Earvin “Magic” Johnson Jr., 58, played for the NBA team Los Angeles Lakers from 1979 to 1991. It was in 1991 when he retired after announcing that he had contracted human immunodeficiency virus (HIV). But in 1992, he returned to play in the All-Star Game and even won the All-Star MVP Award.
Johnson faced protests from his fellow NBA players. He did not play in 1993 but served as a coach for the Lakers in 1994. He went on hiatus in 1995 but played 32 games for the team in 1996 before retiring for good.
To maintain his health, Johnson takes a combination of GlaxoSmithKline and non-GlaxoSmithKline drugs, which he advertised in 2003. In partnership with Abbott Laboratories, the retired NBA star publicized the fight against AIDS in African American communities in 2006.
In 2015, Carlos Irwin Estevez, 52, who is professionally known as Charlie Sheen, announced that he is HIV positive and was diagnosed in 2011. Since the announcement, the actor has yet to star in a TV series.
On the big screen, Sheen went on hiatus from 2014 to 2016. In 2017, he made a comeback and starred in the comedy film “Mad Families” with Leah Rimini and Charlotte McKinney and in the drama film “9/11” with Whoopi Goldberg, Gina Gershon, Jacqueline Bisset and Luis Guzman.
When Sheen revealed his HIV status, Johnson was quick to express his support. The retired professional basketball player said he wanted the actor to have a long life.
“He must get a good doctor (and) get on the meds because when I announced (that I was HIV positive) almost 24 years ago, there was only one drug,” Johnson told Entertainment Tonight referring to Sheen. “Now there’s over 30, so I think he has a really good chance of living a long, productive life.”
Recently, a novel creation of researchers from the Massachusetts Institute of Technology (MIT) and Brigham and Women’s Hospital showed the potential to transform HIV therapy. The team has developed an ingestible capsule that can slowly release one week’s worth of antiretroviral drugs.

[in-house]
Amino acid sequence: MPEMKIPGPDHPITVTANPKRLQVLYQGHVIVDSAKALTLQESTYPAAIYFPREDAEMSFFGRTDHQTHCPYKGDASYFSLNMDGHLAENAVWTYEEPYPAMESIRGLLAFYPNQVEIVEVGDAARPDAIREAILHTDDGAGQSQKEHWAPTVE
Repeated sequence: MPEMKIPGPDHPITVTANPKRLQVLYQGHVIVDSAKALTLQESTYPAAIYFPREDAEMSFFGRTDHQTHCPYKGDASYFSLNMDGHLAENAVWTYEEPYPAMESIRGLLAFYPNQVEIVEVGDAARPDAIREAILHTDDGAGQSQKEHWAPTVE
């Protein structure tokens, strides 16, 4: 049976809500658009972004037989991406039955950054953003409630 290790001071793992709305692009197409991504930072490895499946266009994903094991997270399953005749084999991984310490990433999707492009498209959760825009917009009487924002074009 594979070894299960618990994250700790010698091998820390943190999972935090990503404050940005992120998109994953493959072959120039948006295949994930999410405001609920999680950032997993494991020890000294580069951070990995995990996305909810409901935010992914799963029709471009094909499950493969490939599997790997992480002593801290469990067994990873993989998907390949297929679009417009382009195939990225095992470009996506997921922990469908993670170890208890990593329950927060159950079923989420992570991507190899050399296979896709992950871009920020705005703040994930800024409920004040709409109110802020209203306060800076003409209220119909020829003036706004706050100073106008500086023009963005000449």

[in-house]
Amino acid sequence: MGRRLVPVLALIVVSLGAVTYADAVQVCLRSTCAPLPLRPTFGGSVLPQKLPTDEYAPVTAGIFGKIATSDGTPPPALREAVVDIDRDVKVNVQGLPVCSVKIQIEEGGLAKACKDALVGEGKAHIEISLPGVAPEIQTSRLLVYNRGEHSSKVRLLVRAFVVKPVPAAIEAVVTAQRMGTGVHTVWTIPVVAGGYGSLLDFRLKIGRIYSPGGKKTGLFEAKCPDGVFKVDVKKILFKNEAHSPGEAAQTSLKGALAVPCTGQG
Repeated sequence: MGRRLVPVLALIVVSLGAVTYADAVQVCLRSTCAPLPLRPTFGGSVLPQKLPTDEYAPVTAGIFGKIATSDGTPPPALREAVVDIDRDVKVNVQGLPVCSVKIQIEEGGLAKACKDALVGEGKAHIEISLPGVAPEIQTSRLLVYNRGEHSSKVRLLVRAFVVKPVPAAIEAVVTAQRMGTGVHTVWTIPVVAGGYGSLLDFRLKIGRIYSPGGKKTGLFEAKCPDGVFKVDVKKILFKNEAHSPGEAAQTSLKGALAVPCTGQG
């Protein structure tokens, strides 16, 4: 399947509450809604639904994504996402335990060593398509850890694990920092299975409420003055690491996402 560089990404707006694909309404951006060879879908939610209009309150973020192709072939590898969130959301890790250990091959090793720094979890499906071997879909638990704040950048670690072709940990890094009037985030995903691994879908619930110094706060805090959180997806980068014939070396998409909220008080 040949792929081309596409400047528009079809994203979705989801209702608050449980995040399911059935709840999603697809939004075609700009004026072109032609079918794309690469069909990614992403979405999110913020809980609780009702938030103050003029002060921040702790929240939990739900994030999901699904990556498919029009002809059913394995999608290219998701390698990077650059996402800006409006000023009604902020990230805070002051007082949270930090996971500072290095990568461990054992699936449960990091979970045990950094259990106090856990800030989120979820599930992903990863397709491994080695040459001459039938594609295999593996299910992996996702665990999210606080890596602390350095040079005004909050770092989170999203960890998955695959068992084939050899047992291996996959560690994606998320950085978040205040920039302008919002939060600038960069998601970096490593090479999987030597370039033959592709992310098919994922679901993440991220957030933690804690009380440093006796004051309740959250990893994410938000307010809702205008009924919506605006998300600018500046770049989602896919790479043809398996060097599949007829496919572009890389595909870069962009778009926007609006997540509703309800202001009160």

The researchers’ creation, referred to as pillbox in a capsule, could solve the current problem of adherence to antiretroviral therapy, as explained by Robert Langer, co-lead author of the research that was published in the journal Nature Communications. According to their research, 30 percent of HIV-positive people fail to adhere to their treatment regimen.
Langer is the David H. Koch Institute Professor at MIT. His fellow authors of the research are Ameya R. Kirtane, Omar Abouzid, Daniel Minahan, Taylor Bensel, Alison L. Hill, Christian Selinger, Anna Bershteyn, Morgan Craig, Shirley S. Mo, Hormoz Mazdiyasni, Cody Cleveland, Jaimie Rogner, Young-Ah Lucy Lee, Lucas Booth, Farhad Javid, Sarah J. Wu, Tyler Grant, Andrew M. Bellinger, Boris Nikolic, Alison Hayward, Lowell Wood, Philip A. Eckhoff, Martin A. Nowak, Robert Langer and Giovanni Traverso.
Among the leading HIV/AIDS awareness advocates of today is Filipino beauty queen Pia Wurtzbach, 28. Before winning the Miss Universe 2015 crown, she said she would use her voice to influence the youth and raise awareness to certain causes like HIV awareness in the final question and answer portion of the top global beauty pageant.
In 2017, the Joint United Nations Programme on HIV/AIDS (UNAIDS) appointed Wurtzbach as a Goodwill Ambassador for Asia and the Pacific in 2017. Here is a message from her in 2016: